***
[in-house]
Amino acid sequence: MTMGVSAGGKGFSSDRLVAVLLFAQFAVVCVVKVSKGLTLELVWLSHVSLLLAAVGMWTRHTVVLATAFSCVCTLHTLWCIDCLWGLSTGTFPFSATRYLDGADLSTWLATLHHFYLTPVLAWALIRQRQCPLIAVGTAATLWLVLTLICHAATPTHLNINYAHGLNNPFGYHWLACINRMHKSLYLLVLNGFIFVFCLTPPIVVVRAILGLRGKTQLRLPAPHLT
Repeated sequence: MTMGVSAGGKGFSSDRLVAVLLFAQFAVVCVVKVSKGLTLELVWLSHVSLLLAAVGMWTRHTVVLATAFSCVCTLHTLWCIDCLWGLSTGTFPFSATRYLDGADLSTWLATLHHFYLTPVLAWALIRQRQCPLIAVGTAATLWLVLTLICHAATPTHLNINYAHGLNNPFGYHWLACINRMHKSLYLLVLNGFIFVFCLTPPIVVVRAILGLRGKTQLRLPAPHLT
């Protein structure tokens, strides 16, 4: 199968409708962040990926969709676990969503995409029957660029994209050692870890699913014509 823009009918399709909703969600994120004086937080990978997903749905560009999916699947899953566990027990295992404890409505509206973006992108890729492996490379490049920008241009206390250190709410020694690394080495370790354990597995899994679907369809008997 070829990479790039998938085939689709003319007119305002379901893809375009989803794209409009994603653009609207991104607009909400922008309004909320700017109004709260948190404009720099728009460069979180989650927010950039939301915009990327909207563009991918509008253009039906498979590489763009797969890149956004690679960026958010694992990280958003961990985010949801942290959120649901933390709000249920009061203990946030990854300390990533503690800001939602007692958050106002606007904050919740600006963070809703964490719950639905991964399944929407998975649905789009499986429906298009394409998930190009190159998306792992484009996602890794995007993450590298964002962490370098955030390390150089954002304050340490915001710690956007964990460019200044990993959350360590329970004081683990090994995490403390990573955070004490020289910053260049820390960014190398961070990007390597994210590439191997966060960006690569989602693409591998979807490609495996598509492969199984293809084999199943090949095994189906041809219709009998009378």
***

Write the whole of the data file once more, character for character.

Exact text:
[in-house]
Amino acid sequence: MTMGVSAGGKGFSSDRLVAVLLFAQFAVVCVVKVSKGLTLELVWLSHVSLLLAAVGMWTRHTVVLATAFSCVCTLHTLWCIDCLWGLSTGTFPFSATRYLDGADLSTWLATLHHFYLTPVLAWALIRQRQCPLIAVGTAATLWLVLTLICHAATPTHLNINYAHGLNNPFGYHWLACINRMHKSLYLLVLNGFIFVFCLTPPIVVVRAILGLRGKTQLRLPAPHLT
Repeated sequence: MTMGVSAGGKGFSSDRLVAVLLFAQFAVVCVVKVSKGLTLELVWLSHVSLLLAAVGMWTRHTVVLATAFSCVCTLHTLWCIDCLWGLSTGTFPFSATRYLDGADLSTWLATLHHFYLTPVLAWALIRQRQCPLIAVGTAATLWLVLTLICHAATPTHLNINYAHGLNNPFGYHWLACINRMHKSLYLLVLNGFIFVFCLTPPIVVVRAILGLRGKTQLRLPAPHLT
């Protein structure tokens, strides 16, 4: 199968409708962040990926969709676990969503995409029957660029994209050692870890699913014509 823009009918399709909703969600994120004086937080990978997903749905560009999916699947899953566990027990295992404890409505509206973006992108890729492996490379490049920008241009206390250190709410020694690394080495370790354990597995899994679907369809008997 070829990479790039998938085939689709003319007119305002379901893809375009989803794209409009994603653009609207991104607009909400922008309004909320700017109004709260948190404009720099728009460069979180989650927010950039939301915009990327909207563009991918509008253009039906498979590489763009797969890149956004690679960026958010694992990280958003961990985010949801942290959120649901933390709000249920009061203990946030990854300390990533503690800001939602007692958050106002606007904050919740600006963070809703964490719950639905991964399944929407998975649905789009499986429906298009394409998930190009190159998306792992484009996602890794995007993450590298964002962490370098955030390390150089954002304050340490915001710690956007964990460019200044990993959350360590329970004081683990090994995490403390990573955070004490020289910053260049820390960014190398961070990007390597994210590439191997966060960006690569989602693409591998979807490609495996598509492969199984293809084999199943090949095994189906041809219709009998009378």